Should a government get into a smartphone?
In other words, should a government have access to data inside a smartphone?
Yea, we know. Your first reaction is, “no, of course not; that’s a violation of privacy.”
But what if the smartphone the government wanted inside was the smartphone of a criminal? A murderer? A dead terrorist? A live terrorist?
Does that make the question different? Does that alter your opinion on the access by government of smartphone data?
It’s not an easy question. But it’s the issue at hand as a U.S. District Court judge – a judge of the U.S. federal government – ordered Apple on Feb. 16 to break into an iPhone owned by Syed Farook, one of the two murderers who gunned down 14 people inside a health clinic in San Bernardino, California on Dec. 2.
Police have been unable to crack the iPhone’s system to retrieve what it believes will be valuable information linking Farook to other criminals and terrorists. They want Apple’s help and the federal judge said, in essence, Apple can be required to create a “backdoor” to give police access to the phone’s data.
In response, Apple CEO Tim Cook, said, “no.”
In an unusual letter posted to Apple’s primary website, Cook said his company – and other online, phone and tech companies have to stand firm against government demands for smartphone access.
“The United States government has demanded that Apple take an unprecedented step which threatens the security of our customers,” Cook wrote. “We oppose this order, which has implications far beyond the legal case at hand.”
So, we can guess what you might be thinking, now. Something along the lines of: “Yea, but this is a murderer, a criminal, a terrorist. If breaking into his phone will help save the lives of others, isn’t it worth it?”
It’s a legitimate question to ask. But notice that part when Cook points out, “this order…has implications far beyond the legal case at hand.”
“Smartphones…have become an essential part of our lives,” Cook writes. “People use them to store an incredible amount of personal information, from our private conversations to our photos, our music, our notes, our calendars and contacts, our financial information and health data, even where we have been and where we are going.
“All that information needs to be protected from hackers and criminals who want to access it, steal it, and use it without our knowledge or permission. Customers expect Apple and other technology companies to do everything in our power to protect their personal information, and at Apple we are deeply committed to safeguarding their data.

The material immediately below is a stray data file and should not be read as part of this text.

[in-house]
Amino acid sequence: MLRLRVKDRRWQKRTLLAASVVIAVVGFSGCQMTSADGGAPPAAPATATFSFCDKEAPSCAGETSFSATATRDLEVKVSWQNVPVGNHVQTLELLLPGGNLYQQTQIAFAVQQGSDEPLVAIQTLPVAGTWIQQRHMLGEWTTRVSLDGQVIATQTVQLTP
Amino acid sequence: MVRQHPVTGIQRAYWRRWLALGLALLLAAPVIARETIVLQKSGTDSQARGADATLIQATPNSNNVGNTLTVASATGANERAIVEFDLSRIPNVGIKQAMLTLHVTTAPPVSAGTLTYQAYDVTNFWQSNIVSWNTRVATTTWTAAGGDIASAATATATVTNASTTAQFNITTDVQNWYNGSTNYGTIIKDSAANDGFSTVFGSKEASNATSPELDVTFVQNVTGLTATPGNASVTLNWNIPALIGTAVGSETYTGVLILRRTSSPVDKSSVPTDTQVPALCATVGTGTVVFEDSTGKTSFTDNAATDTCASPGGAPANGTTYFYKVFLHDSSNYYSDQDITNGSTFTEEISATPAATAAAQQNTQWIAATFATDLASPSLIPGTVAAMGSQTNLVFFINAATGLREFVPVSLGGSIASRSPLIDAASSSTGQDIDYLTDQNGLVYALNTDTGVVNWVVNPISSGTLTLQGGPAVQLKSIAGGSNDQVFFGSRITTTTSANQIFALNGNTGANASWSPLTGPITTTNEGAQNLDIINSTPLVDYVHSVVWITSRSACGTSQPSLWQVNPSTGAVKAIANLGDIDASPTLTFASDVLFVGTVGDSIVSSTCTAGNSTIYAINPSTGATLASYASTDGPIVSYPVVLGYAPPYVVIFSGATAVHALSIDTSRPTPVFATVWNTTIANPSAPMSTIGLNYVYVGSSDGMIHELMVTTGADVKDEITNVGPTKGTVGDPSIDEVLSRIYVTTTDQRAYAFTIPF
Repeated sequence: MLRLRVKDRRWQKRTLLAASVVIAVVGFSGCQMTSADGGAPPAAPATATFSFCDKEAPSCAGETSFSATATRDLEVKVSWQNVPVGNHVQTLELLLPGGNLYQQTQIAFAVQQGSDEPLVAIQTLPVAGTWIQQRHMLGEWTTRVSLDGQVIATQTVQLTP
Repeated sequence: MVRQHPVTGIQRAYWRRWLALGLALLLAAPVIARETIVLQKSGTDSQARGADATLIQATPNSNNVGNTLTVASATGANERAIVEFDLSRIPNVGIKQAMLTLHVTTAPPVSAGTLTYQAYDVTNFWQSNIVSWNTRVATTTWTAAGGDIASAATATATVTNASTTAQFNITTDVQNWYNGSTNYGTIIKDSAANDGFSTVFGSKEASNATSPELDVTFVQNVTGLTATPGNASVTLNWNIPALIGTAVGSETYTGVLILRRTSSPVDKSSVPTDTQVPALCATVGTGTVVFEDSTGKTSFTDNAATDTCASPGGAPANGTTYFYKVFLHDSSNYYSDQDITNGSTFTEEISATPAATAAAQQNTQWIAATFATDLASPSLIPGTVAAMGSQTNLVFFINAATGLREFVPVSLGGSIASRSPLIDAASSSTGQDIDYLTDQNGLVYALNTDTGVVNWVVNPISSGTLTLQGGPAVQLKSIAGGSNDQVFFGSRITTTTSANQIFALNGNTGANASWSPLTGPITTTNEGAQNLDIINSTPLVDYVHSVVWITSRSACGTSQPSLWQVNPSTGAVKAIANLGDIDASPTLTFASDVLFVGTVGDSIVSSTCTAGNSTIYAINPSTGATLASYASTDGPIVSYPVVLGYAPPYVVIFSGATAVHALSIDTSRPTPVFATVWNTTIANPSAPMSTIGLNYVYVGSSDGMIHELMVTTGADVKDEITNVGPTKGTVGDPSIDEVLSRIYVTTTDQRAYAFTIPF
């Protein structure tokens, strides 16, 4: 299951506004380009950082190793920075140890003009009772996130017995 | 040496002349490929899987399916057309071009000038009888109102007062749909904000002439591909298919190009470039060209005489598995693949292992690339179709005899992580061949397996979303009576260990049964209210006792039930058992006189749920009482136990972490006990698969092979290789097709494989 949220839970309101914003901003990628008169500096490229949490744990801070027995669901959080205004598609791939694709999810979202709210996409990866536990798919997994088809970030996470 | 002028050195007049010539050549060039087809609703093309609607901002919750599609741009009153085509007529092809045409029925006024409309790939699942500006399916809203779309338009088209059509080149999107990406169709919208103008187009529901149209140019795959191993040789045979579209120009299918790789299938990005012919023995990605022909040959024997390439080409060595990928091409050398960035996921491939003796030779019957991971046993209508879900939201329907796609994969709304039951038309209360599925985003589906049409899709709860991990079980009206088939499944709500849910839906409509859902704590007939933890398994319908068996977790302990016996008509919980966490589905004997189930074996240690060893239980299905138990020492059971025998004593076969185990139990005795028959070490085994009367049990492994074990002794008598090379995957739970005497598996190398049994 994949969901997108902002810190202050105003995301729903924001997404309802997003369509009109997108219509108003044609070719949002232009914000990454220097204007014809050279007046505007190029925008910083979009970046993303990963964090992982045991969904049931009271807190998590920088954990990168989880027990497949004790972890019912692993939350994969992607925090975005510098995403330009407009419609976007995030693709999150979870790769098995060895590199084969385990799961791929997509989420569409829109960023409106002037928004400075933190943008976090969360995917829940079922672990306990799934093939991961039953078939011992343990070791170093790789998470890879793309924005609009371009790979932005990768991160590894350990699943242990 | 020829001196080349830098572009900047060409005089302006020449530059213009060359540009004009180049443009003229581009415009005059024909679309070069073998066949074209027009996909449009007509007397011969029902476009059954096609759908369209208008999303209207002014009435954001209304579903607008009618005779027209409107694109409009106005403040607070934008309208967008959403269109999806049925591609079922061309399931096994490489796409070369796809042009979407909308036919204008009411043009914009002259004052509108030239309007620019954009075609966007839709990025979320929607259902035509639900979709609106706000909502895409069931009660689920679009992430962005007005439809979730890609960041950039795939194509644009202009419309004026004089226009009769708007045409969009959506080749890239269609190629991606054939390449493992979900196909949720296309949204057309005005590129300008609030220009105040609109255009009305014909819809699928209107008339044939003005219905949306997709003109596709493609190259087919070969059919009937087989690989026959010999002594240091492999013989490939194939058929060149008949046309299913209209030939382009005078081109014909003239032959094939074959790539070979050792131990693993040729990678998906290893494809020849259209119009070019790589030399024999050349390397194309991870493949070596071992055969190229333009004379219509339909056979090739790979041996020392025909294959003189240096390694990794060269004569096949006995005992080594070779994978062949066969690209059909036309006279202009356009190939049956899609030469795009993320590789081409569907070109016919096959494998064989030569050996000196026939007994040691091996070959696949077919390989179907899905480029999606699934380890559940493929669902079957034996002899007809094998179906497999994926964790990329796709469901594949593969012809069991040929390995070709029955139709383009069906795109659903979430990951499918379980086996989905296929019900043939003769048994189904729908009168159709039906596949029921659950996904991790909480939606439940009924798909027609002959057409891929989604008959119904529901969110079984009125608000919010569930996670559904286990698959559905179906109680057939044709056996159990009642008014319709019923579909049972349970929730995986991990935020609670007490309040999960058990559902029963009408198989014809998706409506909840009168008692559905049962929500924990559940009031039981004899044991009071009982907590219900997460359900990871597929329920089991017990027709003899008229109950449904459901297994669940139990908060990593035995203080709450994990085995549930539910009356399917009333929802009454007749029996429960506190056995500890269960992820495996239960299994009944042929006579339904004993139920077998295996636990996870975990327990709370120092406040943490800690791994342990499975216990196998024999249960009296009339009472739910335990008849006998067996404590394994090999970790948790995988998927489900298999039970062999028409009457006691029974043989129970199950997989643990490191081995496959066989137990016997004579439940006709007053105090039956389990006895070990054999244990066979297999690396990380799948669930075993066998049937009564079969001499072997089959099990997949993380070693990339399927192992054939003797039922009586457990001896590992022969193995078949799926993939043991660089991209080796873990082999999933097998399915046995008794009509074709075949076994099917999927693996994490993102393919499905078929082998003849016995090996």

“Compromising the security of our personal information can ultimately put our personal safety at risk. That is why encryption has become so important to all of us.
“For many years, we have used encryption to protect our customers’ personal data because we believe it’s the only way to keep their information safe. We have even put that data out of our own reach, because we believe the contents of your iPhone are none of our business.”
Cook points out in his letter Apple has helped the police in this case, has provided the FBI with information it requested, has complied with subpoenas and search warrants in the case.
“Specifically, the FBI wants us to make a new version of the iPhone operating system, circumventing several important security features, and install it on an iPhone recovered during the investigation,” he writes. “In the wrong hands, this software — which does not exist today — would have the potential to unlock any iPhone in someone’s physical possession.
“The FBI may use different words to describe this tool, but make no mistake: Building a version of iOS that bypasses security in this way would undeniably create a backdoor. And while the government may argue that its use would be limited to this case, there is no way to guarantee such control.
“The government suggests this tool could only be used once, on one phone. But that’s simply not true. Once created, the technique could be used over and over again, on any number of devices. In the physical world, it would be the equivalent of a master key, capable of opening hundreds of millions of locks — from restaurants and banks to stores and homes. No reasonable person would find that acceptable.
“We can find no precedent for an American company being forced to expose its customers to a greater risk of attack. For years, cryptologists and national security experts have been warning against weakening encryption. Doing so would hurt only the well-meaning and law-abiding citizens who rely on companies like Apple to protect their data. Criminals and bad actors will still encrypt, using tools that are readily available to them.
“While we believe the FBI’s intentions are good, it would be wrong for the government to force us to build a backdoor into our products. And ultimately, we fear that this demand would undermine the very freedoms and liberty our government is meant to protect.”
Does any of this argument change your opinion? Back to the original question, “should a government be allowed inside a person’s smartphone?”
We’d like to know what you think. Comment below or, if you prefer, reach out to us through any of our other channels.